These days, getting your ears pierced is a relatively common practice. The accessory of the moment is ear piercings that have been meticulously and tastefully cultivated. And although it is ultimately up to you to decide the kinds and combinations of ear piercings you want, we are here to provide you with the information you need to make an educated choice.

So, keep scrolling to find out some of the best designs for ear piercings that you need to check out!

High-Lobe Piercing

A high-lobe piercing is a fun and exciting way to add some flair to the lobe. These ear piercings are very helpful for concealing a badly placed piercing that you may have had done in the past and turning it into a distinctive aspect of your appearance. Because the lobe is so fleshy, the amount of piercing pain is far lower than average, coming up at a score of two out of 10.

Although the recovery period is quite short, lasting just six to eight weeks, this does not imply that you can be careless with the aftercare required of you. You need to make sure that you constantly follow the aftercare and maintenance guidelines that the piercer gives you.

Industrial Piercing

The industrial ear piercings consist of a straight barbell that is inserted through one cartilage piercing on the top ear and then into another cartilage piercing. The level of discomfort is a six out of 10. Because there are two holes made in the cartilage rather than just one, it is more difficult for them to mend. Since the two are likewise related, people tend to get agitated rapidly and often continue in that state.

Read more: Beginner’s Guide To Septum Piercings

Conch Shell Piercing

The piece of the cartilage in the center of your ear known as the conch was given its name because of its similarity to the spiral shell that has the same name. It may be pierced with a stud for a subtle look, a double stud (if you’re feeling daring), or even a cuff that can hug its way around the edge of your ear. It is pretty adaptable and can be pierced with any of these three options.

Tragus Piercing

When decorated with a lovely stud or a fitted hoop, the tragus, which is that little flap that partly covers the ear canal, may give detail to any cultured ear. This is particularly true when the tragus is pierced. Because the tragus piercing is done via cartilage, you may anticipate a degree of discomfort that ranges between four and five on a scale from zero to ten.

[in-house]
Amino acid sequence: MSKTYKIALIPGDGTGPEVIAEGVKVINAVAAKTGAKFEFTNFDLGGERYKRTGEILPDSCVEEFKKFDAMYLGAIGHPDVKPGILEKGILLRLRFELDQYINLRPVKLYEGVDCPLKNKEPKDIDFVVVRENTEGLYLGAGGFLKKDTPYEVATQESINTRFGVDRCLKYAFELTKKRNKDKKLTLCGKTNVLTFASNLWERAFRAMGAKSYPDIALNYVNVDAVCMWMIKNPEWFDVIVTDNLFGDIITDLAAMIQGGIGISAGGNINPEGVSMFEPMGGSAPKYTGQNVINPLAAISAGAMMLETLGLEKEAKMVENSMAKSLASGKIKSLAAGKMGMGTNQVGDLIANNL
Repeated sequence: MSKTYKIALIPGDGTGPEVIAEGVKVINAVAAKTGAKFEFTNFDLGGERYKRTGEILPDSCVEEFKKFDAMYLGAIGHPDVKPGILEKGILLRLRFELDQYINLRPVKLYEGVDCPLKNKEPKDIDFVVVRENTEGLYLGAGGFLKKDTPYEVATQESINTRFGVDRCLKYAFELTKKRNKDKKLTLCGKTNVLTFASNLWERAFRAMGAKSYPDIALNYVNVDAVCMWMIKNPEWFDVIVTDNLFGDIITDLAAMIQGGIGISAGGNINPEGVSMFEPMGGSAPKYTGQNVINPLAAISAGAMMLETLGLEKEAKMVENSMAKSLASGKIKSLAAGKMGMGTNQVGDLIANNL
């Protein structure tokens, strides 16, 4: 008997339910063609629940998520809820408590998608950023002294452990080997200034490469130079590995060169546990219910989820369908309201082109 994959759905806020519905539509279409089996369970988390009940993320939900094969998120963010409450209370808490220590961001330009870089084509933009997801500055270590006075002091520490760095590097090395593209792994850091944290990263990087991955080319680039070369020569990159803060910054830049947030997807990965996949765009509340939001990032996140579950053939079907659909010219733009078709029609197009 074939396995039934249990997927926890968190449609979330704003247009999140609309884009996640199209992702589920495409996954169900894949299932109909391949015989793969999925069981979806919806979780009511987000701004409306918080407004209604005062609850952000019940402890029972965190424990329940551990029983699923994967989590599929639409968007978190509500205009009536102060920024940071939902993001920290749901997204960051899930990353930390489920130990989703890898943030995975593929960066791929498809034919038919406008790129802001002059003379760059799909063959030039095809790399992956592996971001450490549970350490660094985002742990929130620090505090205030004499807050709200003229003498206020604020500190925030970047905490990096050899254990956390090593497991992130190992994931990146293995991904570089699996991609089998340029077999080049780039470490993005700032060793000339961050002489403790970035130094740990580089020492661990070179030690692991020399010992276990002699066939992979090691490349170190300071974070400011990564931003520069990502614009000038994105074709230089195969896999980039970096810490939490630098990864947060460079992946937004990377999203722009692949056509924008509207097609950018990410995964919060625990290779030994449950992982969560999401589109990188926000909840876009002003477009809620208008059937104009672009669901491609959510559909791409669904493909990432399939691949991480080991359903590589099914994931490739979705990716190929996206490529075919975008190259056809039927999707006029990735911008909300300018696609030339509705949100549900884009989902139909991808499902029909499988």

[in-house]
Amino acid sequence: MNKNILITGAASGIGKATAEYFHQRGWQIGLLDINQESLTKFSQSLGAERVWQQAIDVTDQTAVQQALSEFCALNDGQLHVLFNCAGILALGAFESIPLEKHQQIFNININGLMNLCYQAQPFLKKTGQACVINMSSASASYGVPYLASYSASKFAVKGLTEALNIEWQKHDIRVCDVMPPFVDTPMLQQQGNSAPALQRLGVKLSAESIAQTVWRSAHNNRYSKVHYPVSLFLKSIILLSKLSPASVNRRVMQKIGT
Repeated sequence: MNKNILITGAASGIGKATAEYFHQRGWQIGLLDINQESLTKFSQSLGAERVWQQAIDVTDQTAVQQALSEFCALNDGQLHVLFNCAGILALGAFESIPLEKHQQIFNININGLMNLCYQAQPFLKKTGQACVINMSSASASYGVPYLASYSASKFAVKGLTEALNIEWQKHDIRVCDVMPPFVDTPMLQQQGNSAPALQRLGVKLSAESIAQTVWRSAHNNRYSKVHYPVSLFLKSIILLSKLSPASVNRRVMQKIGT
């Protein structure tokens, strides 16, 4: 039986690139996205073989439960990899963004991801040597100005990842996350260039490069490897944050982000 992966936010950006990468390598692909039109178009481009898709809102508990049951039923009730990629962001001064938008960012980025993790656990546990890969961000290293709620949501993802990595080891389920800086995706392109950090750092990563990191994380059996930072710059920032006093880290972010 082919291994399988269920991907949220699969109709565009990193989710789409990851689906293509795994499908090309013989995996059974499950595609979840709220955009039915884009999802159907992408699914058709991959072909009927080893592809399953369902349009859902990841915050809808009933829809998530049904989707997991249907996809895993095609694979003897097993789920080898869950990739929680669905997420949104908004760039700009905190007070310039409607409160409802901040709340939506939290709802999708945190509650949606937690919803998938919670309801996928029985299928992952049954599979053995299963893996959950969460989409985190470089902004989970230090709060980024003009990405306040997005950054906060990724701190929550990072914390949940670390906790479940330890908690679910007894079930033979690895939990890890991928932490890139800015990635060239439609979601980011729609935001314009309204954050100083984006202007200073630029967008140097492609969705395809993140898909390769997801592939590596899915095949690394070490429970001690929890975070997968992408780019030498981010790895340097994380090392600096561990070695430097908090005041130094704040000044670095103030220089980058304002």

When advancing from the lobe, helix piercings, which are piercings that are inserted anywhere on the top outer cartilage of the ear, are often the initial option. This trending flat piercing has grown even more popular recently, and both piercers and customers are experimenting with having many helix piercings on one ea.

Daith Piercing

To access the Daith, which is located in a rather precarious location (the hoop that grips the cartilage on the inside of your ear), an experienced piercer is required. It is also said to be effective in reducing the severity of migraine headaches. When having the Daith pierced, you will feel a mild pressure similar to that of a five or six out of ten, with ten being the worst agony possible.

Read more: Everything to know about Daith Piercing

In terms of the amount of time needed for healing, the Daith piercing typically takes anything from six months to nine months on average. It is not recommended to sleep on a Daith piercing until it has completely healed, as is the case with any new piercing; nevertheless, in comparison to piercings in the outer ear, sleeping on a Daith piercing within a couple of months is very typical.